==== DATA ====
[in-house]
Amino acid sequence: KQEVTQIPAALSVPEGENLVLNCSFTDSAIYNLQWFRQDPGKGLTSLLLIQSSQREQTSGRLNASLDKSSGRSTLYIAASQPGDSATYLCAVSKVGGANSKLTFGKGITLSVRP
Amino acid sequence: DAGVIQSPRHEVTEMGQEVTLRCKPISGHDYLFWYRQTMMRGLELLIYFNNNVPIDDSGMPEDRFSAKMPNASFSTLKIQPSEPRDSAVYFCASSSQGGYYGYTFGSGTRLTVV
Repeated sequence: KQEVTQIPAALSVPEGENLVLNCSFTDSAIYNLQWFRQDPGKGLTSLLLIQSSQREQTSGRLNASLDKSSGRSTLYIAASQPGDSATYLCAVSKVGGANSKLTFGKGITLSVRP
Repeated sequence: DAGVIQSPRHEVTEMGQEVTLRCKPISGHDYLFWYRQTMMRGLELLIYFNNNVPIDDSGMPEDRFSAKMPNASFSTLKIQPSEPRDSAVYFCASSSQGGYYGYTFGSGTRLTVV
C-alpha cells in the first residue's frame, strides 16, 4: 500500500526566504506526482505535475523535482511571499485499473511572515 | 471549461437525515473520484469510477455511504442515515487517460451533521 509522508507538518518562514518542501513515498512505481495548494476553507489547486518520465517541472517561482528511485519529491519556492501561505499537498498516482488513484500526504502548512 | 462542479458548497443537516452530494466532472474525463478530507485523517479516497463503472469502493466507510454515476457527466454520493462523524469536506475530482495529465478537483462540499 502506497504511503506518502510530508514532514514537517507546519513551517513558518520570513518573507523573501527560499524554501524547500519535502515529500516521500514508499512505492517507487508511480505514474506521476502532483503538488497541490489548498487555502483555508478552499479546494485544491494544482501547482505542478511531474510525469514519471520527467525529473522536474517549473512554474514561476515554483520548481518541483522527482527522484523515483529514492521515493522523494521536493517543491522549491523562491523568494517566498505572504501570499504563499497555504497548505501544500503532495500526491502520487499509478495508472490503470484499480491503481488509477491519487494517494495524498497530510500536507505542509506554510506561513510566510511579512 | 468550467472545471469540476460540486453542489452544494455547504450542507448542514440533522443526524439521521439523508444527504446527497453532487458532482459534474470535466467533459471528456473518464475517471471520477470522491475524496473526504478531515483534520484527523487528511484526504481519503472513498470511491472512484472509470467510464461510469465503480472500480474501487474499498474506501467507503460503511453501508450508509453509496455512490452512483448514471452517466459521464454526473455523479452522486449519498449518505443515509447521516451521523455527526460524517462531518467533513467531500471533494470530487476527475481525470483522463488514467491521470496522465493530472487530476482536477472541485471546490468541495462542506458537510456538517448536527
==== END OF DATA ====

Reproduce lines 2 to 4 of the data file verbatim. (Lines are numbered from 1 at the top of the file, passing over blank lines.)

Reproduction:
Amino acid sequence: KQEVTQIPAALSVPEGENLVLNCSFTDSAIYNLQWFRQDPGKGLTSLLLIQSSQREQTSGRLNASLDKSSGRSTLYIAASQPGDSATYLCAVSKVGGANSKLTFGKGITLSVRP
Amino acid sequence: DAGVIQSPRHEVTEMGQEVTLRCKPISGHDYLFWYRQTMMRGLELLIYFNNNVPIDDSGMPEDRFSAKMPNASFSTLKIQPSEPRDSAVYFCASSSQGGYYGYTFGSGTRLTVV
Repeated sequence: KQEVTQIPAALSVPEGENLVLNCSFTDSAIYNLQWFRQDPGKGLTSLLLIQSSQREQTSGRLNASLDKSSGRSTLYIAASQPGDSATYLCAVSKVGGANSKLTFGKGITLSVRP